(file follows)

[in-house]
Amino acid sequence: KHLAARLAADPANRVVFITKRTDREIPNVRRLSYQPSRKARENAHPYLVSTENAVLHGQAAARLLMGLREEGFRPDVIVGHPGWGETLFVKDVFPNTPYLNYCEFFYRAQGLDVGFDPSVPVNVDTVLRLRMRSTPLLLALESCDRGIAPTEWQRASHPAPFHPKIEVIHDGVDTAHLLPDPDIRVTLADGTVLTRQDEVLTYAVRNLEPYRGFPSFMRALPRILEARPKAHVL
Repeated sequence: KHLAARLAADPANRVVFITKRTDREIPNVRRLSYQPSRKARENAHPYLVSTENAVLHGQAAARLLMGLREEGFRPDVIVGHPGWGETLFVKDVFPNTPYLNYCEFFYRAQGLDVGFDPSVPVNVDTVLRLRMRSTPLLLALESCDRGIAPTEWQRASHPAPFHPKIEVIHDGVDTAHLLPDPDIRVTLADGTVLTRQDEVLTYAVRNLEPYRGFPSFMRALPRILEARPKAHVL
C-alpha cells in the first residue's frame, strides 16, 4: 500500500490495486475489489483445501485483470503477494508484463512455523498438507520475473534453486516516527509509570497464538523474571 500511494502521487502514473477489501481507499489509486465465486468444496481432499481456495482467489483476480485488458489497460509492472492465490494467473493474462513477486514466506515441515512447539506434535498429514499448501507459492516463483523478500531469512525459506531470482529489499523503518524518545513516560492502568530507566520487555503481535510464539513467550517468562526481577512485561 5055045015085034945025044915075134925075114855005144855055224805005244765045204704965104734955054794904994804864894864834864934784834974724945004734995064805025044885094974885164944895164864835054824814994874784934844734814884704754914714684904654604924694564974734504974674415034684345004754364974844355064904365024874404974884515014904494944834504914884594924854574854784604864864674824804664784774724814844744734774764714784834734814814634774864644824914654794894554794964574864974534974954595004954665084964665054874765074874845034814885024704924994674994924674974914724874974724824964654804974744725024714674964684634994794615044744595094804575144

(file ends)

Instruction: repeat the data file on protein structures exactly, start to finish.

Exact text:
[in-house]
Amino acid sequence: KHLAARLAADPANRVVFITKRTDREIPNVRRLSYQPSRKARENAHPYLVSTENAVLHGQAAARLLMGLREEGFRPDVIVGHPGWGETLFVKDVFPNTPYLNYCEFFYRAQGLDVGFDPSVPVNVDTVLRLRMRSTPLLLALESCDRGIAPTEWQRASHPAPFHPKIEVIHDGVDTAHLLPDPDIRVTLADGTVLTRQDEVLTYAVRNLEPYRGFPSFMRALPRILEARPKAHVL
Repeated sequence: KHLAARLAADPANRVVFITKRTDREIPNVRRLSYQPSRKARENAHPYLVSTENAVLHGQAAARLLMGLREEGFRPDVIVGHPGWGETLFVKDVFPNTPYLNYCEFFYRAQGLDVGFDPSVPVNVDTVLRLRMRSTPLLLALESCDRGIAPTEWQRASHPAPFHPKIEVIHDGVDTAHLLPDPDIRVTLADGTVLTRQDEVLTYAVRNLEPYRGFPSFMRALPRILEARPKAHVL
C-alpha cells in the first residue's frame, strides 16, 4: 500500500490495486475489489483445501485483470503477494508484463512455523498438507520475473534453486516516527509509570497464538523474571 500511494502521487502514473477489501481507499489509486465465486468444496481432499481456495482467489483476480485488458489497460509492472492465490494467473493474462513477486514466506515441515512447539506434535498429514499448501507459492516463483523478500531469512525459506531470482529489499523503518524518545513516560492502568530507566520487555503481535510464539513467550517468562526481577512485561 5055045015085034945025044915075134925075114855005144855055224805005244765045204704965104734955054794904994804864894864834864934784834974724945004734995064805025044885094974885164944895164864835054824814994874784934844734814884704754914714684904654604924694564974734504974674415034684345004754364974844355064904365024874404974884515014904494944834504914884594924854574854784604864864674824804664784774724814844744734774764714784834734814814634774864644824914654794894554794964574864974534974954595004954665084964665054874765074874845034814885024704924994674994924674974914724874974724824964654804974744725024714674964684634994794615044744595094804575144